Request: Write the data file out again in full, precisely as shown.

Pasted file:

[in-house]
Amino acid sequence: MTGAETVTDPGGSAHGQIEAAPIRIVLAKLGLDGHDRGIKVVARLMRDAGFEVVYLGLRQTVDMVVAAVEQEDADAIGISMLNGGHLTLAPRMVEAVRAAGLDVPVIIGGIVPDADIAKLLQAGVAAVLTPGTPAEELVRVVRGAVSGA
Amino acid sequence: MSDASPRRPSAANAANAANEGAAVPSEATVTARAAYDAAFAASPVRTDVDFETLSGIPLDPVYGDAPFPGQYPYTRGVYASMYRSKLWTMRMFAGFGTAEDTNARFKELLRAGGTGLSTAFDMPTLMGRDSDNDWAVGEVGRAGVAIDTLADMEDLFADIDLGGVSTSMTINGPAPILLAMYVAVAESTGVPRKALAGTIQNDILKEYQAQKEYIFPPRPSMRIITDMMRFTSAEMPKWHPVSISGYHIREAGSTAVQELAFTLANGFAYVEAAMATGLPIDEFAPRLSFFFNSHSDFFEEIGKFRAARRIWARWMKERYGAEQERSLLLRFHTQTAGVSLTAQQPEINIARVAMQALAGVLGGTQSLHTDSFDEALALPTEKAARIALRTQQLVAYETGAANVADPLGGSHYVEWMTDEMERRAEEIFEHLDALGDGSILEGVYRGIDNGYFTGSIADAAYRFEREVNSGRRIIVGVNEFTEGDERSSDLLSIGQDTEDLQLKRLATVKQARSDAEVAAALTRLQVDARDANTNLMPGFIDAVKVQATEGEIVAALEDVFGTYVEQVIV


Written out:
[in-house]
Amino acid sequence: MTGAETVTDPGGSAHGQIEAAPIRIVLAKLGLDGHDRGIKVVARLMRDAGFEVVYLGLRQTVDMVVAAVEQEDADAIGISMLNGGHLTLAPRMVEAVRAAGLDVPVIIGGIVPDADIAKLLQAGVAAVLTPGTPAEELVRVVRGAVSGA
Amino acid sequence: MSDASPRRPSAANAANAANEGAAVPSEATVTARAAYDAAFAASPVRTDVDFETLSGIPLDPVYGDAPFPGQYPYTRGVYASMYRSKLWTMRMFAGFGTAEDTNARFKELLRAGGTGLSTAFDMPTLMGRDSDNDWAVGEVGRAGVAIDTLADMEDLFADIDLGGVSTSMTINGPAPILLAMYVAVAESTGVPRKALAGTIQNDILKEYQAQKEYIFPPRPSMRIITDMMRFTSAEMPKWHPVSISGYHIREAGSTAVQELAFTLANGFAYVEAAMATGLPIDEFAPRLSFFFNSHSDFFEEIGKFRAARRIWARWMKERYGAEQERSLLLRFHTQTAGVSLTAQQPEINIARVAMQALAGVLGGTQSLHTDSFDEALALPTEKAARIALRTQQLVAYETGAANVADPLGGSHYVEWMTDEMERRAEEIFEHLDALGDGSILEGVYRGIDNGYFTGSIADAAYRFEREVNSGRRIIVGVNEFTEGDERSSDLLSIGQDTEDLQLKRLATVKQARSDAEVAAALTRLQVDARDANTNLMPGFIDAVKVQATEGEIVAALEDVFGTYVEQVIV